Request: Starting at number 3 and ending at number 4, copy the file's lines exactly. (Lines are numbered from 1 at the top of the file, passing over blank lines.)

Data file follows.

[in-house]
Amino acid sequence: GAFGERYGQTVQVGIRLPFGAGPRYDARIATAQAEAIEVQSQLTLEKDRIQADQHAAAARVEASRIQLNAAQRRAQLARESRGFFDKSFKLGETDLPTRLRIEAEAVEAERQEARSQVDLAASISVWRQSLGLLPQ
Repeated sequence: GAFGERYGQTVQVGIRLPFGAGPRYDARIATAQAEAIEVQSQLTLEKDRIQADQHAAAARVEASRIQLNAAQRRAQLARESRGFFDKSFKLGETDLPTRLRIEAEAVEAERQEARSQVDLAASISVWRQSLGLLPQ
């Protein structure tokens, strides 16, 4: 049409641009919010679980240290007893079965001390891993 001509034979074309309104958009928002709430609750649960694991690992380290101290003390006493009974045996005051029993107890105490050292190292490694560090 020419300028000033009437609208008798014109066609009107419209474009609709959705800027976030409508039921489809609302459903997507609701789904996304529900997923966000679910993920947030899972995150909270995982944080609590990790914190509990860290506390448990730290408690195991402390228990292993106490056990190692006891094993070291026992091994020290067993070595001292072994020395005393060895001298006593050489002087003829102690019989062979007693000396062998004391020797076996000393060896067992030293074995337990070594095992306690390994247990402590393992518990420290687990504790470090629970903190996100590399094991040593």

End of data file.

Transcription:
Repeated sequence: GAFGERYGQTVQVGIRLPFGAGPRYDARIATAQAEAIEVQSQLTLEKDRIQADQHAAAARVEASRIQLNAAQRRAQLARESRGFFDKSFKLGETDLPTRLRIEAEAVEAERQEARSQVDLAASISVWRQSLGLLPQ
């Protein structure tokens, strides 16, 4: 049409641009919010679980240290007893079965001390891993 001509034979074309309104958009928002709430609750649960694991690992380290101290003390006493009974045996005051029993107890105490050292190292490694560090 020419300028000033009437609208008798014109066609009107419209474009609709959705800027976030409508039921489809609302459903997507609701789904996304529900997923966000679910993920947030899972995150909270995982944080609590990790914190509990860290506390448990730290408690195991402390228990292993106490056990190692006891094993070291026992091994020290067993070595001292072994020395005393060895001298006593050489002087003829102690019989062979007693000396062998004391020797076996000393060896067992030293074995337990070594095992306690390994247990402590393992518990420290687990504790470090629970903190996100590399094991040593």